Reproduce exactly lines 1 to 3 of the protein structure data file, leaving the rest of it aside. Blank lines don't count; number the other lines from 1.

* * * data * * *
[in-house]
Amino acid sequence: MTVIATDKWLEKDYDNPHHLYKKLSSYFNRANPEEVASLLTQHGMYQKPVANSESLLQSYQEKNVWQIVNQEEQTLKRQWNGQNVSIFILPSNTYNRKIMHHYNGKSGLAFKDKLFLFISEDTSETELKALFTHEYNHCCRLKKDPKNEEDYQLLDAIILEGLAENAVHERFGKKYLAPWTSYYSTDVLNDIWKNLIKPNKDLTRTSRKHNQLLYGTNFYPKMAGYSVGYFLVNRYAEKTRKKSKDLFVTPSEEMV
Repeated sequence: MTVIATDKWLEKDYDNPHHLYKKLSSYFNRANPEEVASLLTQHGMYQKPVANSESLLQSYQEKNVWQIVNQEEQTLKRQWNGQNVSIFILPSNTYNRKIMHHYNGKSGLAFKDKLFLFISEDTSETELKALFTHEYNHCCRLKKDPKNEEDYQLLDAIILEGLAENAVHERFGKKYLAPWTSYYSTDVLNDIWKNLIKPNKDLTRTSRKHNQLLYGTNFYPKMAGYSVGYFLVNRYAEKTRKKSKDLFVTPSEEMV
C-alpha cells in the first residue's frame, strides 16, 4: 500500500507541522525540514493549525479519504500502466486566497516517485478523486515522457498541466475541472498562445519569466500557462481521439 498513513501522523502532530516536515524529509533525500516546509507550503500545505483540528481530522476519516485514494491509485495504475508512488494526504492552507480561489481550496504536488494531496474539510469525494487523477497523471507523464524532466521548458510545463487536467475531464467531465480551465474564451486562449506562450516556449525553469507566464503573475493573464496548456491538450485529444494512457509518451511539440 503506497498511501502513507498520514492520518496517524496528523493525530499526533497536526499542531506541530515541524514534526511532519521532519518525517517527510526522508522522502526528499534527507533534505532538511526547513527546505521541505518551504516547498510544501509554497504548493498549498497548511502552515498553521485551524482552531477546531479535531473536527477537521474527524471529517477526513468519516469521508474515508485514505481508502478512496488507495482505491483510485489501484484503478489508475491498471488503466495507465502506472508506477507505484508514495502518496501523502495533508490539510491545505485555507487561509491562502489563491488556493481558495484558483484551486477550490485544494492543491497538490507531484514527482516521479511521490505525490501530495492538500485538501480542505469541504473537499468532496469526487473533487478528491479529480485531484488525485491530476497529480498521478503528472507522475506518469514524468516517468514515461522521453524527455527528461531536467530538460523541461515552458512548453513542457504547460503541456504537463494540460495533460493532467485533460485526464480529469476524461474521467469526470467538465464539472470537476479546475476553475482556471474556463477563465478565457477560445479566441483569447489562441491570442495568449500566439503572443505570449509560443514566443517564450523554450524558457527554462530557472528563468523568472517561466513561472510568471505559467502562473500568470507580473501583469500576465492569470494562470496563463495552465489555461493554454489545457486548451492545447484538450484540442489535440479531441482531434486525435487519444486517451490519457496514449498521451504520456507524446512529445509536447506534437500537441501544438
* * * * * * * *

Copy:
[in-house]
Amino acid sequence: MTVIATDKWLEKDYDNPHHLYKKLSSYFNRANPEEVASLLTQHGMYQKPVANSESLLQSYQEKNVWQIVNQEEQTLKRQWNGQNVSIFILPSNTYNRKIMHHYNGKSGLAFKDKLFLFISEDTSETELKALFTHEYNHCCRLKKDPKNEEDYQLLDAIILEGLAENAVHERFGKKYLAPWTSYYSTDVLNDIWKNLIKPNKDLTRTSRKHNQLLYGTNFYPKMAGYSVGYFLVNRYAEKTRKKSKDLFVTPSEEMV
Repeated sequence: MTVIATDKWLEKDYDNPHHLYKKLSSYFNRANPEEVASLLTQHGMYQKPVANSESLLQSYQEKNVWQIVNQEEQTLKRQWNGQNVSIFILPSNTYNRKIMHHYNGKSGLAFKDKLFLFISEDTSETELKALFTHEYNHCCRLKKDPKNEEDYQLLDAIILEGLAENAVHERFGKKYLAPWTSYYSTDVLNDIWKNLIKPNKDLTRTSRKHNQLLYGTNFYPKMAGYSVGYFLVNRYAEKTRKKSKDLFVTPSEEMV